May 16, 2013 | by Jonathan Howard
Sasser’s sweet tooth
Sean Sasser, dining, Real World

Sean Sasser says taking familiar dessert items ‘to the next level’ is one of his favorite ways to innovate in the kitchen. (Washington Blade photo by Michael Key)

RIS (2275 L Street NW) dubs itself as an upscale neighborhood café and features an eclectic menu with savory and sweet options to please a wide array of diners. Head Chef Ris Lacoste is one of the most respected and dedicated chefs in the District and the restaurant recently added famous gay pastry chef Sean Sasser to the roster making RIS a must try for this restaurant columnist. I was excited to see what sweets Sasser would be serving up.

While the main reason for the visit was to experience what Sasser would deliver, we figured we might as well try out all that RIS has to offer, especially since it had been almost a year since I’d been there. My meal started off incredibly strong with the addictive scallop margarita appetizer, which consisted of lime-marinated scallops with chilies, orange, avocado and tequila ice. Much like a regular margarita, I could have indulged in five or six of these; they were light, refreshing and luscious.

Unfortunately, my entrée did not live up to the high standards set by the appetizer; the overwhelming flavor that my rabbit pappardelle possessed was salty. Overall, the reviews on the entrees and appetizers were mixed with some strong items being the beet salad, the sea scallops and the quiche, and some not-so-successful items being my rabbit and the hangar steak. But the main event was still ahead of us and to prepare for the onslaught of sweetness, I ordered a Balvenie 15 year, to accompany me on this journey, neat of course.

Sasser, whom many know from MTV’s “Real World San Francisco” as Pedro Zamora’s partner, is the new pastry chef at RIS. My husband and I personally remember Sean and Pedro’s commitment ceremony as one of the first we ever saw on television. Now Sean is focusing on his work as a pastry chef and sharing his life with current partner Michael Kaplan.

Sasser has been “fascinated with food and cooking since he was young. ”He loves the creativity and science involved in making pastries and he is fond of, “working with yeast, tempering chocolate and figuring out why an end product is successful or not.” Sasser enjoys pairing seasonal fruits with herbs like apples with rosemary, grapefruit with tarragon, or lemon with thyme. But he also loves chocolate, “anything chocolate, anytime, anywhere.”

His affection for fruits and herbs is currently visible on the RIS dessert menu with the Meyer’s lemon meringue tart with grapefruit tarragon sorbet. This tart was full of exciting and fresh flavors and the grapefruit sorbet was a powerful and herbaceous compliment to the multidimensional dessert. What I found most pleasing about this plate was that I was familiar with the dessert but surprised by how Sasser brought it to the next level. This is Sasser’s favorite dessert currently on the menu at RIS.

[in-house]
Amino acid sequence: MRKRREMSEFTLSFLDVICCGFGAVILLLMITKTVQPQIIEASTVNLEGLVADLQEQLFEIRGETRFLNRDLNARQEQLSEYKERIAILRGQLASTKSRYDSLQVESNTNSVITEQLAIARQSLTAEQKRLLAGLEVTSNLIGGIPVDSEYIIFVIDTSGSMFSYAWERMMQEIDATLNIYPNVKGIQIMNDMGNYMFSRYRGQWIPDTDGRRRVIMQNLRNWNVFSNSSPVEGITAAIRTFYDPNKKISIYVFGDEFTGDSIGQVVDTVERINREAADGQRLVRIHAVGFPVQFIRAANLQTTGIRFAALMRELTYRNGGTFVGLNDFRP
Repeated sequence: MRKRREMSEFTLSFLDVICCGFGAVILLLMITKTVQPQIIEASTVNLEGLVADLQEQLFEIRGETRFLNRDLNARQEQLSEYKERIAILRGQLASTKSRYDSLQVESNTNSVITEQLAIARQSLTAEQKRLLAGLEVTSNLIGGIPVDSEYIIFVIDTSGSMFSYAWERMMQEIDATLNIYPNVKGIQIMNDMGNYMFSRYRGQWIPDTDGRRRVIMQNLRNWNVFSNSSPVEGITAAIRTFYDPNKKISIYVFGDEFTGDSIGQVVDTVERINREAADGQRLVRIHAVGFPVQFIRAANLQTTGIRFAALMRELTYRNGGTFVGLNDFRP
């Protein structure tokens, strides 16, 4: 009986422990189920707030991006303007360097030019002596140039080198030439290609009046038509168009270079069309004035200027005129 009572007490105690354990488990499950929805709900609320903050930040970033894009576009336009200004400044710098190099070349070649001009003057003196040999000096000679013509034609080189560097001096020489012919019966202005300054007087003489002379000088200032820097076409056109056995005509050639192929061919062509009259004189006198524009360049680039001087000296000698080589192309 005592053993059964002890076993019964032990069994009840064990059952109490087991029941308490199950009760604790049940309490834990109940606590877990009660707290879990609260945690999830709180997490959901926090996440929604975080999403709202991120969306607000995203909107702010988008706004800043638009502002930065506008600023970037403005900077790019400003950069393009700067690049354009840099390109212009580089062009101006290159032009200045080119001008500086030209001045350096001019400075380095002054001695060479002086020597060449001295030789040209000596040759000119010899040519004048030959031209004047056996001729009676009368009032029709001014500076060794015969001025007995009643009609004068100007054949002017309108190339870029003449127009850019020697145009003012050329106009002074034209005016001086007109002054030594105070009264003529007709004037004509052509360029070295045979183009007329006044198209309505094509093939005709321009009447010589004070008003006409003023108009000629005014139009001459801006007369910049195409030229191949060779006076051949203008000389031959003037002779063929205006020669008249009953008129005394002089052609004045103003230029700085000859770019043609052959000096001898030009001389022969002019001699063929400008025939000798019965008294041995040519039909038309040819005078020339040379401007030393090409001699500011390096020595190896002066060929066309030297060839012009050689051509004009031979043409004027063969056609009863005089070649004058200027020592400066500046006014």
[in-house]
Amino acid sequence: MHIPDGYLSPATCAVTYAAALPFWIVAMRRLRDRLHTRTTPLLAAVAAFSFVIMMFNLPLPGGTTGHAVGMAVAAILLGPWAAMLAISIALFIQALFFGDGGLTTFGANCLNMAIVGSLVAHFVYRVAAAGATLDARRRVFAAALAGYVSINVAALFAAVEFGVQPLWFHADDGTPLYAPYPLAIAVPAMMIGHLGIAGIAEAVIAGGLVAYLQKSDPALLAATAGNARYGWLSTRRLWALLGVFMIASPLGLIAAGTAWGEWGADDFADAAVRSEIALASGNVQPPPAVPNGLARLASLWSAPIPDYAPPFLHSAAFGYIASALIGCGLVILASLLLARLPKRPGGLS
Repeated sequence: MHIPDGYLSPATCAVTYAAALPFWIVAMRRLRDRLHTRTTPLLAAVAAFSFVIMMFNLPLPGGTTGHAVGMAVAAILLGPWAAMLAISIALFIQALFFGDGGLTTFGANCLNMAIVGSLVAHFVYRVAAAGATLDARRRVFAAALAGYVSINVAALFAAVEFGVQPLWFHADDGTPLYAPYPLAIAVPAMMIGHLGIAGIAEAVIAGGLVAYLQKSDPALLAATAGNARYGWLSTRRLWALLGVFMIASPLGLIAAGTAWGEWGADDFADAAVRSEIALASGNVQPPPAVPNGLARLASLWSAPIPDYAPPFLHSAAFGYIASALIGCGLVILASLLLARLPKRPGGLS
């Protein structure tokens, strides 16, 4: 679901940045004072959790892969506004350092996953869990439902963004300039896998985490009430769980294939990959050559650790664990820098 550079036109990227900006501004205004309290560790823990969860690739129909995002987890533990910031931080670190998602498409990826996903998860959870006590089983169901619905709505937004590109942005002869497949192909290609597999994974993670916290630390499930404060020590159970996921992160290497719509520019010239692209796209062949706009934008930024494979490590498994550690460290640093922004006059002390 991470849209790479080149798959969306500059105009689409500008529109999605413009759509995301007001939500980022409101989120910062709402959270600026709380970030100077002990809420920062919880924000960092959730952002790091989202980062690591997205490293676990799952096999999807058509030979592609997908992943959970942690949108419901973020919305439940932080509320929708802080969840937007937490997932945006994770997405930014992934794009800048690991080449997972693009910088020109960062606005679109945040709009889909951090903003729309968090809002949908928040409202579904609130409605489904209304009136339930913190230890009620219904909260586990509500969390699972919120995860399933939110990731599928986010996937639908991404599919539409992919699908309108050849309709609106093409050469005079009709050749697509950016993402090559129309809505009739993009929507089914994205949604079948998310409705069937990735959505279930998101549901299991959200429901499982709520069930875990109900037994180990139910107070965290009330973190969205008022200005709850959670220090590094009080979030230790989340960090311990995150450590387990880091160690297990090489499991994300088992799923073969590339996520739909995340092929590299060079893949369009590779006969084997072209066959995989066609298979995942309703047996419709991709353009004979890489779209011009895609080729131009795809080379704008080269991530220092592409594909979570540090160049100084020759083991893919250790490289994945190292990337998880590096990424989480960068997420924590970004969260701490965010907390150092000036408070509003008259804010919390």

The superior craftsmanship needed to deliver familiar desserts to the next level was evident in all the dessert plates delivered to our table that evening, from the apricot coupe to the cookie plate. The slice of the day was especially pleasing: the red fruit tart with strawberries and raspberries topped with honey yogurt ice cream was a perfectly balanced dessert.

His chocolate macaroons that were part of the cookie plate were heavenly. And just in case pies, cookies and cakes aren’t enough to satiate your sweet tooth, Sasser delivers some of the most dynamic homemade ice creams and sorbets. There were fights at our table and spoons almost being thrown across the restaurant as the diners at my table defended the last spoonful of sorbet in a dish. I personally smacked a few hands away defending the last bite of the divine apricot sorbet.

RIS is an established restaurant and has a very strong menu; many of the savory items are worth the trip although some fell short of expectations. However, Sasser does not fall short on any of his delightful creations. When asked about the philosophy behind the food he serves, Sasser says, “I want to serve desserts and pastries that people recognize and love to eat, but sometimes with an unexpected twist of surprise.” This is exactly the experience a diner has when diving into one of Sasser’s desserts and experience that I enjoyed wholeheartedly.

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